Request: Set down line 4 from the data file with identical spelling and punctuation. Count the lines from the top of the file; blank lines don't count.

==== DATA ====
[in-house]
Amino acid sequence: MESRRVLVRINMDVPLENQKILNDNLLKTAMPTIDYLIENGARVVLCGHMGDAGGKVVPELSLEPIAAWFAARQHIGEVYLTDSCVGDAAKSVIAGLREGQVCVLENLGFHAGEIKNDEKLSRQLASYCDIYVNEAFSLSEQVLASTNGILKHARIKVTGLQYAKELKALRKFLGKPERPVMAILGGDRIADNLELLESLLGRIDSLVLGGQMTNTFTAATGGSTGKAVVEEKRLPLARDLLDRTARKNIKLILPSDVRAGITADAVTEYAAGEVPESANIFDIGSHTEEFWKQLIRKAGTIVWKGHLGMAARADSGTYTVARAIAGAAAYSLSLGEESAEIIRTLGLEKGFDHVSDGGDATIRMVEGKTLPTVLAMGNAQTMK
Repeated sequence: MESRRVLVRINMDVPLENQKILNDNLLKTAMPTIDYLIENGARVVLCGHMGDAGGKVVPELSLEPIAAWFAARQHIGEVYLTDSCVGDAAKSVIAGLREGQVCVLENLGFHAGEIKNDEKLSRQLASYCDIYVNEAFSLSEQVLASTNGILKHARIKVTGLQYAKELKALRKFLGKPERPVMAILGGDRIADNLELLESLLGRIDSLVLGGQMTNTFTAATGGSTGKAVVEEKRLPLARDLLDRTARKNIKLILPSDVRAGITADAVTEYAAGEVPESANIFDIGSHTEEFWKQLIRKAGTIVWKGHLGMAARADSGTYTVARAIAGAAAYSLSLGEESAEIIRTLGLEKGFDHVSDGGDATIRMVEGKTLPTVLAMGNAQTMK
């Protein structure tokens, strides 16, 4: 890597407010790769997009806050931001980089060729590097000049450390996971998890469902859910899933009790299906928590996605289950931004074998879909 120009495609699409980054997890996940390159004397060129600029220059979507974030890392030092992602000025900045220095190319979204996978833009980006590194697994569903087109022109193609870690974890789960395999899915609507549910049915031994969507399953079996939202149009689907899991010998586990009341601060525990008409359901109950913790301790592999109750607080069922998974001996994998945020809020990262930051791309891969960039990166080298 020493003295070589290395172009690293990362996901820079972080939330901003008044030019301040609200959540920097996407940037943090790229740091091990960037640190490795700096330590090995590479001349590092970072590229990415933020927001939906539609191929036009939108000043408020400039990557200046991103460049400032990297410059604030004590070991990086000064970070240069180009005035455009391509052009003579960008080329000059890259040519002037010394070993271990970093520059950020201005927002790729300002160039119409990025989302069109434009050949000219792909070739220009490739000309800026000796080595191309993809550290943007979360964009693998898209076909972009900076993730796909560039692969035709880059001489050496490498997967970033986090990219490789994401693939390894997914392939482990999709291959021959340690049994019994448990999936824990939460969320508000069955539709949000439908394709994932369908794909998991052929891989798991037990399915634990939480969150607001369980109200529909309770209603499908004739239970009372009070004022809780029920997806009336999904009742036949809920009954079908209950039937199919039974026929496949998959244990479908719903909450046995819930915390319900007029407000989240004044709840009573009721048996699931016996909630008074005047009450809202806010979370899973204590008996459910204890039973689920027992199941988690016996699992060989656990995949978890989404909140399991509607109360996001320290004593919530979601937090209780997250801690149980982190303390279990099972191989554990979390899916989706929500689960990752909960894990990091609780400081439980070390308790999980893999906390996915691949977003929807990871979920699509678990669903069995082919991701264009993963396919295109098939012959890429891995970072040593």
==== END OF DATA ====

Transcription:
């Protein structure tokens, strides 16, 4: 890597407010790769997009806050931001980089060729590097000049450390996971998890469902859910899933009790299906928590996605289950931004074998879909 120009495609699409980054997890996940390159004397060129600029220059979507974030890392030092992602000025900045220095190319979204996978833009980006590194697994569903087109022109193609870690974890789960395999899915609507549910049915031994969507399953079996939202149009689907899991010998586990009341601060525990008409359901109950913790301790592999109750607080069922998974001996994998945020809020990262930051791309891969960039990166080298 020493003295070589290395172009690293990362996901820079972080939330901003008044030019301040609200959540920097996407940037943090790229740091091990960037640190490795700096330590090995590479001349590092970072590229990415933020927001939906539609191929036009939108000043408020400039990557200046991103460049400032990297410059604030004590070991990086000064970070240069180009005035455009391509052009003579960008080329000059890259040519002037010394070993271990970093520059950020201005927002790729300002160039119409990025989302069109434009050949000219792909070739220009490739000309800026000796080595191309993809550290943007979360964009693998898209076909972009900076993730796909560039692969035709880059001489050496490498997967970033986090990219490789994401693939390894997914392939482990999709291959021959340690049994019994448990999936824990939460969320508000069955539709949000439908394709994932369908794909998991052929891989798991037990399915634990939480969150607001369980109200529909309770209603499908004739239970009372009070004022809780029920997806009336999904009742036949809920009954079908209950039937199919039974026929496949998959244990479908719903909450046995819930915390319900007029407000989240004044709840009573009721048996699931016996909630008074005047009450809202806010979370899973204590008996459910204890039973689920027992199941988690016996699992060989656990995949978890989404909140399991509607109360996001320290004593919530979601937090209780997250801690149980982190303390279990099972191989554990979390899916989706929500689960990752909960894990990091609780400081439980070390308790999980893999906390996915691949977003929807990871979920699509678990669903069995082919991701264009993963396919295109098939012959890429891995970072040593």